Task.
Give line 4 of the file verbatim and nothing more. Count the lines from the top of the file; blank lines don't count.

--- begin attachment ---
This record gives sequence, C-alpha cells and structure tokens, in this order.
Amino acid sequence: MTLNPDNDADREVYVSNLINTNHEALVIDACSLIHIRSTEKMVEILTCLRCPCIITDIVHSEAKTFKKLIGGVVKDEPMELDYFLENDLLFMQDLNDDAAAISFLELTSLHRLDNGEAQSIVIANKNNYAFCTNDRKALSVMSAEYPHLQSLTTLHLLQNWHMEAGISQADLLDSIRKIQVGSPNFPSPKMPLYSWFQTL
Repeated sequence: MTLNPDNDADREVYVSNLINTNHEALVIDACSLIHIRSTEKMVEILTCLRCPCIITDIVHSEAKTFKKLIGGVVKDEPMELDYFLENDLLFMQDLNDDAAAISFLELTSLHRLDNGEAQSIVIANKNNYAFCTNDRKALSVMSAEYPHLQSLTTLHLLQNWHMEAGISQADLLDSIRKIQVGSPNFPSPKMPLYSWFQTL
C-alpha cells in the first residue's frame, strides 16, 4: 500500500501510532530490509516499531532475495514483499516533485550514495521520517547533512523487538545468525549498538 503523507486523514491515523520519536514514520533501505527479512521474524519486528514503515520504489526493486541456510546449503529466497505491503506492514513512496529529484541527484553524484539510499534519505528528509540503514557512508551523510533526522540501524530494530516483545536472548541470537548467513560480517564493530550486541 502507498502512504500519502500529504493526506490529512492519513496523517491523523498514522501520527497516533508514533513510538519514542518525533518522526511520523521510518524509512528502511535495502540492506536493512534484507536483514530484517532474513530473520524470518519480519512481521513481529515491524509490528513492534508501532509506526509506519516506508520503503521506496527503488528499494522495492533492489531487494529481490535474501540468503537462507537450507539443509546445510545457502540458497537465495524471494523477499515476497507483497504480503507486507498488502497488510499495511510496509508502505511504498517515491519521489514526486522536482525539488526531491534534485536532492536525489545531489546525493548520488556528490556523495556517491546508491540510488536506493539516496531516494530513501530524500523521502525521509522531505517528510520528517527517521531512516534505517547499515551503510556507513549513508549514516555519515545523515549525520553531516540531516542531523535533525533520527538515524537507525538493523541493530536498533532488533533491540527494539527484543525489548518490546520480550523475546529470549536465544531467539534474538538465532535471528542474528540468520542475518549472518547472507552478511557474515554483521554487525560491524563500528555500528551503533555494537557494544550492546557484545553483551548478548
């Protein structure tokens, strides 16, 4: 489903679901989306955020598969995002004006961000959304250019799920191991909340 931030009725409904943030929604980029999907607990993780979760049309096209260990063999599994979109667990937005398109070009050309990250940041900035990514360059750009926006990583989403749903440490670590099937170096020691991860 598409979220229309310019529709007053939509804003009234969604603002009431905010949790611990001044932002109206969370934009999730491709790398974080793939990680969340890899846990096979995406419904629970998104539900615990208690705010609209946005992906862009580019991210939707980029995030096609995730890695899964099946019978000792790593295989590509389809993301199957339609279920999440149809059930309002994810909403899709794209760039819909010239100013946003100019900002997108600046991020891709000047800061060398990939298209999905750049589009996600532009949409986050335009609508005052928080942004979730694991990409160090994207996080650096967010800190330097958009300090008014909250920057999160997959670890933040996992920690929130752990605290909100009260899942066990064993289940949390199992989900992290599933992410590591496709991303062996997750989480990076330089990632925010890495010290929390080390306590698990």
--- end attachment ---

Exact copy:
C-alpha cells in the first residue's frame, strides 16, 4: 500500500501510532530490509516499531532475495514483499516533485550514495521520517547533512523487538545468525549498538 503523507486523514491515523520519536514514520533501505527479512521474524519486528514503515520504489526493486541456510546449503529466497505491503506492514513512496529529484541527484553524484539510499534519505528528509540503514557512508551523510533526522540501524530494530516483545536472548541470537548467513560480517564493530550486541 502507498502512504500519502500529504493526506490529512492519513496523517491523523498514522501520527497516533508514533513510538519514542518525533518522526511520523521510518524509512528502511535495502540492506536493512534484507536483514530484517532474513530473520524470518519480519512481521513481529515491524509490528513492534508501532509506526509506519516506508520503503521506496527503488528499494522495492533492489531487494529481490535474501540468503537462507537450507539443509546445510545457502540458497537465495524471494523477499515476497507483497504480503507486507498488502497488510499495511510496509508502505511504498517515491519521489514526486522536482525539488526531491534534485536532492536525489545531489546525493548520488556528490556523495556517491546508491540510488536506493539516496531516494530513501530524500523521502525521509522531505517528510520528517527517521531512516534505517547499515551503510556507513549513508549514516555519515545523515549525520553531516540531516542531523535533525533520527538515524537507525538493523541493530536498533532488533533491540527494539527484543525489548518490546520480550523475546529470549536465544531467539534474538538465532535471528542474528540468520542475518549472518547472507552478511557474515554483521554487525560491524563500528555500528551503533555494537557494544550492546557484545553483551548478548